One day, powerful particle accelerators might fit in your pocket.
Two teams of physicists have built tiny structures that both accelerate electrons and keep them confined in a manageable beam, instead of spewing them willy-nilly. That’s a first for such mini accelerators, and a crucial step toward making these devices more useful and widespread.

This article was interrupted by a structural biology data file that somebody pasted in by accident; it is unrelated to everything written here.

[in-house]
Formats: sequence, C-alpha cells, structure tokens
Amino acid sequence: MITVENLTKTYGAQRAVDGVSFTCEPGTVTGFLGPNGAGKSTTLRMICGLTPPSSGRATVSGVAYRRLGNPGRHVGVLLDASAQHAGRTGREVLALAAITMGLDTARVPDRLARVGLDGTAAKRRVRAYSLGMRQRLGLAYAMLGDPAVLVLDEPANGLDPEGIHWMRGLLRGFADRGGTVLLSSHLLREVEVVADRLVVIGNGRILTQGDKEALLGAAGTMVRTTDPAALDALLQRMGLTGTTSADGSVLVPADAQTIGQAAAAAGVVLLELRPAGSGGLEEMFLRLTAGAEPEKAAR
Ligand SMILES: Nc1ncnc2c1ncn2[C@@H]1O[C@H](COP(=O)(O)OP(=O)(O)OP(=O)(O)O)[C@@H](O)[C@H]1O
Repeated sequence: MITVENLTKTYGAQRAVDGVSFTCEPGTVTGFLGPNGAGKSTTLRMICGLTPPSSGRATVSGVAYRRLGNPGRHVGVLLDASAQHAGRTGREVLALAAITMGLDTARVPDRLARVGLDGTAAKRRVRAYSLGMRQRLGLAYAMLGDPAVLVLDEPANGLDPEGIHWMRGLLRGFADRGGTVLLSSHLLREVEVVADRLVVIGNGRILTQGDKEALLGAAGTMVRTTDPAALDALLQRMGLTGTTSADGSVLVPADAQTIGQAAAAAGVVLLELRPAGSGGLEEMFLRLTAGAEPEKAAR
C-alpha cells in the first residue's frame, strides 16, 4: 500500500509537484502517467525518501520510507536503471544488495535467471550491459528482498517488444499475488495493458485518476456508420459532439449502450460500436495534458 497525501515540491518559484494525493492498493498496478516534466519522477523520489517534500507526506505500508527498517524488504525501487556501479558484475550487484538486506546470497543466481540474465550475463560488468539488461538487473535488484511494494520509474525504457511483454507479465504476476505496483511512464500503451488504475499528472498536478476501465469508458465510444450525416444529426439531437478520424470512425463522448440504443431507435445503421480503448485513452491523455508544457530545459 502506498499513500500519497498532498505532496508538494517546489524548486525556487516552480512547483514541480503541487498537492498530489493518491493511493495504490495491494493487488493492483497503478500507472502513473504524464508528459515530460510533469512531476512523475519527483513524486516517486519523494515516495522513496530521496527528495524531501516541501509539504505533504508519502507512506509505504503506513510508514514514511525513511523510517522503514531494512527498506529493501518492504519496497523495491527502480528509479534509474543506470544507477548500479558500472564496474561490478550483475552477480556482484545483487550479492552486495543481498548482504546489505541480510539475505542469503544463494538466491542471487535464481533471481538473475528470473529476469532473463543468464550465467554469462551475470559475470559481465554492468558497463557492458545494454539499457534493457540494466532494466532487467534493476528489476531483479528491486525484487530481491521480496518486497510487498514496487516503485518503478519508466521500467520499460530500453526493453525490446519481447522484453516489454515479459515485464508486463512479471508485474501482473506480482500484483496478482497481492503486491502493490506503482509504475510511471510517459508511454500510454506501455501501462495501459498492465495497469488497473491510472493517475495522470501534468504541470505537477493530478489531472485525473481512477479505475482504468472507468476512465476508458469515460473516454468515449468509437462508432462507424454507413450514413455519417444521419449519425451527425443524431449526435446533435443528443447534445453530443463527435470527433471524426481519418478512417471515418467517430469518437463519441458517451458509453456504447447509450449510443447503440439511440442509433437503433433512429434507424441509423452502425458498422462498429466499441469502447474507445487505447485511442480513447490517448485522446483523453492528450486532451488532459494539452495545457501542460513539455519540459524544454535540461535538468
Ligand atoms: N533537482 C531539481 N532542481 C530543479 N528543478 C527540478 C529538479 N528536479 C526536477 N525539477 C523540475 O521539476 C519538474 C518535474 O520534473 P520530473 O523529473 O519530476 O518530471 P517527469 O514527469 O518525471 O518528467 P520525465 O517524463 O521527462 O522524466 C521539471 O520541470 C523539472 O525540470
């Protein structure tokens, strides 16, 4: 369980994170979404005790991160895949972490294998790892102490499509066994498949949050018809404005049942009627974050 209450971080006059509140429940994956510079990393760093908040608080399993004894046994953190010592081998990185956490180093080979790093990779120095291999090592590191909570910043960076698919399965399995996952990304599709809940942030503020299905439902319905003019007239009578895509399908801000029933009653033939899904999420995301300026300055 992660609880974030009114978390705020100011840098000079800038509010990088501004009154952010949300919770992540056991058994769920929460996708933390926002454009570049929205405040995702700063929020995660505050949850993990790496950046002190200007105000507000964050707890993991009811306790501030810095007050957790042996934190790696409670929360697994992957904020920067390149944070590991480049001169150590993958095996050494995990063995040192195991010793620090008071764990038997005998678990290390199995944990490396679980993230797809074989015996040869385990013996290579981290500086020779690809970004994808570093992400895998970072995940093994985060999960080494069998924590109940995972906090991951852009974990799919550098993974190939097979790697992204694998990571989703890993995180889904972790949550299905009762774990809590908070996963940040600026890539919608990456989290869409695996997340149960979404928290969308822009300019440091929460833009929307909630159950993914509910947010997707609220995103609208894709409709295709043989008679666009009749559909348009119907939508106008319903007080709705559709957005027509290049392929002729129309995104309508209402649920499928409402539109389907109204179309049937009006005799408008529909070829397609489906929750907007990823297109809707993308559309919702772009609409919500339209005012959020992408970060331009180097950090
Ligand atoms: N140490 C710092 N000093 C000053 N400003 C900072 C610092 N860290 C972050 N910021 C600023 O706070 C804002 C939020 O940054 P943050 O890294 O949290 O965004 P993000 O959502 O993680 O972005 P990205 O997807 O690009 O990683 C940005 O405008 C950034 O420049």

“One of the main problems with particle accelerators … is that they’re too big and they’re too expensive,” says physicist Jared Maxson of Cornell University, who was not involved with the new research. Miniaturizing the devices means scientists could make high-energy electrons on a tabletop, Maxson says. That could open up new possibilities for medicine
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